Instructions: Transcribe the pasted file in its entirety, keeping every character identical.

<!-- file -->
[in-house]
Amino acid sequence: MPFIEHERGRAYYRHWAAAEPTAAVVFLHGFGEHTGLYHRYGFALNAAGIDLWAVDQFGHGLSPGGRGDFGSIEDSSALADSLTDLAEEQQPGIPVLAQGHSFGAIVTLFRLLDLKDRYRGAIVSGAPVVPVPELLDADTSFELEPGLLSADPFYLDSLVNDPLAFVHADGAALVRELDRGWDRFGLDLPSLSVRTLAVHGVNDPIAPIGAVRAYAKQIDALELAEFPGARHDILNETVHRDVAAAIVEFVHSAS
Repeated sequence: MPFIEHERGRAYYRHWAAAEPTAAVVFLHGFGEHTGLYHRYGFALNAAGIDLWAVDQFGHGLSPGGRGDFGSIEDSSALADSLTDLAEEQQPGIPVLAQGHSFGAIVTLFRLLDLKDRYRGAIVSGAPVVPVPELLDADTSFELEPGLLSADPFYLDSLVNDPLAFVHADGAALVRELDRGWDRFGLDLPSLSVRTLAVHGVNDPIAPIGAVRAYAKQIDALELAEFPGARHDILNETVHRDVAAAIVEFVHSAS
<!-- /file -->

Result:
[in-house]
Amino acid sequence: MPFIEHERGRAYYRHWAAAEPTAAVVFLHGFGEHTGLYHRYGFALNAAGIDLWAVDQFGHGLSPGGRGDFGSIEDSSALADSLTDLAEEQQPGIPVLAQGHSFGAIVTLFRLLDLKDRYRGAIVSGAPVVPVPELLDADTSFELEPGLLSADPFYLDSLVNDPLAFVHADGAALVRELDRGWDRFGLDLPSLSVRTLAVHGVNDPIAPIGAVRAYAKQIDALELAEFPGARHDILNETVHRDVAAAIVEFVHSAS
Repeated sequence: MPFIEHERGRAYYRHWAAAEPTAAVVFLHGFGEHTGLYHRYGFALNAAGIDLWAVDQFGHGLSPGGRGDFGSIEDSSALADSLTDLAEEQQPGIPVLAQGHSFGAIVTLFRLLDLKDRYRGAIVSGAPVVPVPELLDADTSFELEPGLLSADPFYLDSLVNDPLAFVHADGAALVRELDRGWDRFGLDLPSLSVRTLAVHGVNDPIAPIGAVRAYAKQIDALELAEFPGARHDILNETVHRDVAAAIVEFVHSAS